One of the first things I realised is how much there is to learn. While I feel I’ve placed rhythm at the centre of my practice and music for around 5 years, and I feel comfortable playing things like quintuplets and septuplets in a variety of groupings, playing over grooves composed using Marcelo’s Coelho’s ‘rhythmic line’ concept was extraordinarily difficult, as was playing Love for Sale at 250 B.P.M. in 11/4. Finding out you’re terrible at something is always a great thing: there’s always more work to do.
Also, I was struck by everyone’s willingness to engage in any demonstration; singing and clapping was present almost constantly. This stands in contrast to many attitudes I’ve experienced in Australia: trying to get people to stand, sing and clap is often met with fear. What students seem not to realise is that involvement of this kind is the best way to gauge where you’re at with the materials; if it’s not in your body and voice you don’t stand a chance of playing it on your instrument.
As always it’s good to be reminded of the international standard: it seems more and more musicians all around the world are placing rhythm at the centre of their musical concerns. From what I can see so far, this is resulting in music as complex as ever. No doubt some people hate this direction for improvised music, and I must that, personally, I swing between loving it and hating it, depending mainly on the aesthetic the performers bring to this sort of music.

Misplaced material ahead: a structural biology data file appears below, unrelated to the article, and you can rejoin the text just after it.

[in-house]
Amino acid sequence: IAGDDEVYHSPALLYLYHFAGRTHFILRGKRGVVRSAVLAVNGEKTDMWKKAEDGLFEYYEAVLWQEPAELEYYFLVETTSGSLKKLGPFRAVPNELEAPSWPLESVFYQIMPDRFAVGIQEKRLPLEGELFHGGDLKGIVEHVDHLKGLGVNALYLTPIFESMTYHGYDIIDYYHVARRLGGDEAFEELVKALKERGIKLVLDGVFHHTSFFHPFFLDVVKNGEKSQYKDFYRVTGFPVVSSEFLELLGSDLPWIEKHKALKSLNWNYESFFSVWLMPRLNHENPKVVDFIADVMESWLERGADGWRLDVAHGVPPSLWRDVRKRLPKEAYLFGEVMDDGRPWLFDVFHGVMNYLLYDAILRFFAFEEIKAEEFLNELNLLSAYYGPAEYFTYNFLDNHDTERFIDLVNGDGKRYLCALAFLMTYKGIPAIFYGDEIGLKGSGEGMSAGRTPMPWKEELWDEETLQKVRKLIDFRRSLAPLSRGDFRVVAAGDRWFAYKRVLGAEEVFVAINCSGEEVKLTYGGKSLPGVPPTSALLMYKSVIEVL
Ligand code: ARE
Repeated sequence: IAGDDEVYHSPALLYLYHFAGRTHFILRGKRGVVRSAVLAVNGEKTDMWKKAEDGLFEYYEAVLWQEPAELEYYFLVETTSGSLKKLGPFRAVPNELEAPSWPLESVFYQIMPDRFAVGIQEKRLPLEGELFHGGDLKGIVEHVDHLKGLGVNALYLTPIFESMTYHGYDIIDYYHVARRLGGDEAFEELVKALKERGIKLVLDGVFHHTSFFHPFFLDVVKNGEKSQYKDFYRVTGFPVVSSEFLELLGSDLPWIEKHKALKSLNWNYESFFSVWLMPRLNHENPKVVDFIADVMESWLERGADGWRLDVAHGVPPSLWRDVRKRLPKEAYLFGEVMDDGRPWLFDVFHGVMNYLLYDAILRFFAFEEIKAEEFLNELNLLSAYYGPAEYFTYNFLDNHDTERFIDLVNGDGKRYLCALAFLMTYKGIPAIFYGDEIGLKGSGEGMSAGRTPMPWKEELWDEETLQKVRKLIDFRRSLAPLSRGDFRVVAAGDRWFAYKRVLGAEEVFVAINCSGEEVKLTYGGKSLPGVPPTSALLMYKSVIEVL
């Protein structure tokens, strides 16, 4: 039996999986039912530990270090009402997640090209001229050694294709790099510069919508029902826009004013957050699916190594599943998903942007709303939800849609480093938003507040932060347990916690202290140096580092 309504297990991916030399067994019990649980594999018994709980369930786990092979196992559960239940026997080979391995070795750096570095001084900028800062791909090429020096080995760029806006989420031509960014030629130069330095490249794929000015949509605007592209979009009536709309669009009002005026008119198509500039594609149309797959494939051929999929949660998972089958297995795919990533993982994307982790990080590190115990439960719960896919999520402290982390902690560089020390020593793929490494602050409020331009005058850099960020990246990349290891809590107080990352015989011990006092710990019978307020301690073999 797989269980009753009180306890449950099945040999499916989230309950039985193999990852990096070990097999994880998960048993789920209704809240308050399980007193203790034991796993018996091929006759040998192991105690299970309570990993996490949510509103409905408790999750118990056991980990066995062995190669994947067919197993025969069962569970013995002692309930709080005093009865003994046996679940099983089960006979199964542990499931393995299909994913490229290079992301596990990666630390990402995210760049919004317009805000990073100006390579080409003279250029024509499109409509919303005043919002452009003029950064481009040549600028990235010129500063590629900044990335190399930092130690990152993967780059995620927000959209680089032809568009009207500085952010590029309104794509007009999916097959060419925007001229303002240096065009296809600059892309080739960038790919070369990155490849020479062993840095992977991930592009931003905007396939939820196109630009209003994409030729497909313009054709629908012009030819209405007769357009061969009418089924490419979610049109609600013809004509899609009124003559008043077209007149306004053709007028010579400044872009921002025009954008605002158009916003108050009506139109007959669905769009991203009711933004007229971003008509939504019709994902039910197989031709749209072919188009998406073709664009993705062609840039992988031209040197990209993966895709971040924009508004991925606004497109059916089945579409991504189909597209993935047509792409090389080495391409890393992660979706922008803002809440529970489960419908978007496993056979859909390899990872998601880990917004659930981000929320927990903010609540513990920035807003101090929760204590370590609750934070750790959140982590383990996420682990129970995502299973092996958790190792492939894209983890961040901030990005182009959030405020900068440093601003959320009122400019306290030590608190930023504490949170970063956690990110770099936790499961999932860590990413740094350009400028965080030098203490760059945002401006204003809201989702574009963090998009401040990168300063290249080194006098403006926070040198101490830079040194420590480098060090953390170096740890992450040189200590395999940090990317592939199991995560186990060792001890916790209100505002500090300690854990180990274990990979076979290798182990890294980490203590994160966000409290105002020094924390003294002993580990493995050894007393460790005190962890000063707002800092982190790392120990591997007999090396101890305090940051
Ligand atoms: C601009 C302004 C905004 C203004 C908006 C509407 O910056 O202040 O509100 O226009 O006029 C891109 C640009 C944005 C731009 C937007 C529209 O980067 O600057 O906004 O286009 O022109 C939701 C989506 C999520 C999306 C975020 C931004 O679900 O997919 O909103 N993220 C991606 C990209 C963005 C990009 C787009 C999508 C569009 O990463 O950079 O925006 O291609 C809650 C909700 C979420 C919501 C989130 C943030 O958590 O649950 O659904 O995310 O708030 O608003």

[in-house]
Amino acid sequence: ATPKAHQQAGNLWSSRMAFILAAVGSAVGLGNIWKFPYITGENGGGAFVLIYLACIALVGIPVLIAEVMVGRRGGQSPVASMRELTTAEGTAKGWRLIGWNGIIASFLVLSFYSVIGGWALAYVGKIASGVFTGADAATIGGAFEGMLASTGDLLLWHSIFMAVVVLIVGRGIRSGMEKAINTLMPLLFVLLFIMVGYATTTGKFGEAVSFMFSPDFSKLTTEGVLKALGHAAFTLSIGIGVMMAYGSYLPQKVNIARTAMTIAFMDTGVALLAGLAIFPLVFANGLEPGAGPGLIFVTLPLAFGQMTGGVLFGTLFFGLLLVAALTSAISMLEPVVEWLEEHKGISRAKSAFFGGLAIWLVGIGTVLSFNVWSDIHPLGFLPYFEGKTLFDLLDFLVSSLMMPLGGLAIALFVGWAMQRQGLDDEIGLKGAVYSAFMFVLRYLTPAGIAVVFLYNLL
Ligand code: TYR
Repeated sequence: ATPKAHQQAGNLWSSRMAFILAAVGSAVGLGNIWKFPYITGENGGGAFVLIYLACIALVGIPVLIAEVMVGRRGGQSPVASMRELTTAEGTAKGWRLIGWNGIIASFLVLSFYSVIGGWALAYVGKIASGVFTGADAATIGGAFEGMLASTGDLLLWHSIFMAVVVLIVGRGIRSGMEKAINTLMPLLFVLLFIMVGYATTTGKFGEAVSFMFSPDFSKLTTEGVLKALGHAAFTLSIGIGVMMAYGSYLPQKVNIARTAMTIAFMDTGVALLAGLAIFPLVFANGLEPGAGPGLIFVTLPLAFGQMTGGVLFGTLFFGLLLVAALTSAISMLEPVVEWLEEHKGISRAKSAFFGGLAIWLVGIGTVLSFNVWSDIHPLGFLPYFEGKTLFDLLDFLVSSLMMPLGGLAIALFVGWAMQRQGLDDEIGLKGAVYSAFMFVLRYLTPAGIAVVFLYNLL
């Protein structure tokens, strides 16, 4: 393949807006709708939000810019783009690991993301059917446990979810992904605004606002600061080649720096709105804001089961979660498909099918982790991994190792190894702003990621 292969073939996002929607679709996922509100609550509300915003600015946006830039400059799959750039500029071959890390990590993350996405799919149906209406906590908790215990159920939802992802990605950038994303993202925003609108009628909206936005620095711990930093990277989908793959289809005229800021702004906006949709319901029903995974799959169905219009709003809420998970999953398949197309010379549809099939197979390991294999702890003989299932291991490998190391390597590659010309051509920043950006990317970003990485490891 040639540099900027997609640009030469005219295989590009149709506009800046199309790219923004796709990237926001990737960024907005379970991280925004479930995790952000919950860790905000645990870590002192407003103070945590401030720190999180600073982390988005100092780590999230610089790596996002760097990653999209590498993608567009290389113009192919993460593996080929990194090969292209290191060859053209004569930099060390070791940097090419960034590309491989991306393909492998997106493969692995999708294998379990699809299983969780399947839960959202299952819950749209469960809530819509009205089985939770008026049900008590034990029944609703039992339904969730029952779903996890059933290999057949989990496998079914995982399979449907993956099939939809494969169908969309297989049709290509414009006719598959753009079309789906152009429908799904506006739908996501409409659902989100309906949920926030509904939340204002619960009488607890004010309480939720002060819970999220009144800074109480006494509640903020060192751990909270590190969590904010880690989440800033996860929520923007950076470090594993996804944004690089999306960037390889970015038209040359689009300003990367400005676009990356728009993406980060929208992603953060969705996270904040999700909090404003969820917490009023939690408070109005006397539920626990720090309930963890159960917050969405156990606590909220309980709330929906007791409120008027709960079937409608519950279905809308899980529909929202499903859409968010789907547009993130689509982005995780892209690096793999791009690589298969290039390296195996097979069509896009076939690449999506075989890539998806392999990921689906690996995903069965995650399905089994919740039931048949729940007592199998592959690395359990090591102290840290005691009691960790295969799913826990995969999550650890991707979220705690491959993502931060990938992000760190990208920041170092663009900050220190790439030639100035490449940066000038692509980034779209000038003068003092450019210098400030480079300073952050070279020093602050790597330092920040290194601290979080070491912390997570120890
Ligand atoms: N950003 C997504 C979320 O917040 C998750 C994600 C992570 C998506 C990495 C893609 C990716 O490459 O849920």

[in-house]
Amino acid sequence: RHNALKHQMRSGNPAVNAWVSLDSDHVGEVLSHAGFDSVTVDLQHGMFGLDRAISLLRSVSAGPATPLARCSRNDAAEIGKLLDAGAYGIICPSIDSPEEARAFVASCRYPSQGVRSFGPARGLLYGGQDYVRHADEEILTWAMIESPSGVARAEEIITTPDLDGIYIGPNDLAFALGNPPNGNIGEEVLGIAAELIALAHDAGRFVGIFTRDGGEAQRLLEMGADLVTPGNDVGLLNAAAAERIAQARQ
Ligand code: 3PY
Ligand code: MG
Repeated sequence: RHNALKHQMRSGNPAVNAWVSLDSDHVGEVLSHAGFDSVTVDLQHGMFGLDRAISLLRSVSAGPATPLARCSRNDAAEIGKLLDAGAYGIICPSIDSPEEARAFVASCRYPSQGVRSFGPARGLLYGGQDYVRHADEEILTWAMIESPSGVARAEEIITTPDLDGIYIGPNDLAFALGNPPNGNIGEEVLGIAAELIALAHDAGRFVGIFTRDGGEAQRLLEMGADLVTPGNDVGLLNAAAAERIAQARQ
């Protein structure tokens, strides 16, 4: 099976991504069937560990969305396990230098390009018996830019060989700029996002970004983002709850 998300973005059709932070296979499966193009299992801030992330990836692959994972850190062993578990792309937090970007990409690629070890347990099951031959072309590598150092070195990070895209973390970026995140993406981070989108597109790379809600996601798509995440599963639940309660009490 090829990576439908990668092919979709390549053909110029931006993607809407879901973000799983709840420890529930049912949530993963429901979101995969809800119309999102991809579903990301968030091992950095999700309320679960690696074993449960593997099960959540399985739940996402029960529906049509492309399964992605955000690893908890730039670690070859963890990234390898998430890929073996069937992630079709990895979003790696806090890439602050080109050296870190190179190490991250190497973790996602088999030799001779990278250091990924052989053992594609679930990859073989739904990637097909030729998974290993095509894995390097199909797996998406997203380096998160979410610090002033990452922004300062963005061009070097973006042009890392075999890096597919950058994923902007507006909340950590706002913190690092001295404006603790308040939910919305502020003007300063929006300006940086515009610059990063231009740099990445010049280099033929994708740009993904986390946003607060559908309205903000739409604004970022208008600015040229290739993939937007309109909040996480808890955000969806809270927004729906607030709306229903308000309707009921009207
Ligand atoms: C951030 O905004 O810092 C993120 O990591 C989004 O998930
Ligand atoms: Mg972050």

If you remember my post about the work concept in jazz, it might come as no surprise to you that I’m wary of complex written music in improvised music becoming and end in itself. Personally I prefer to marry complex rhythmic structures with interactive ensemble playing. What this means is that I’m conscious of avoiding structures that hinder the use of a multitude of rhythmic speeds, as I believe that these are key to maintaining the expansive ensemble sound I enjoy in jazz and improvised music.
Thinking more about students, Ronan Guilfoyle’s lecture outlining his compulsory four-year rhythm studies course at the New Park school in Dublin, Ireland made it clear that very soon 5/4, 7/4, 9/4 and 11/4 will no longer be thought of as ‘odd’ time signatures, and that an understanding of Konokol and Korvai will be basic knowledge for any student who has a Bachelor degree or equivalent. With huge amounts of information available online, it is really up to students to get to work on this stuff sooner rather than later.
The discovery of Jose Eduardo Gramani two books: “Ritmica” and “Ritmica Viva” has been a revelation. While I’ve only just grazed the surface of what is in these tomes, it seems pretty clear that hundreds, possibly thousands of hours of practice and frustration await me. Marcelo Coelho is in the process of translating his doctoral thesis which possible various musical applications the ideas contained in these books; I look forward to reading it.
All in all, the conference has been incredible, and I’ve learnt a lot. I have every intention of applying to attend the next in Sweden.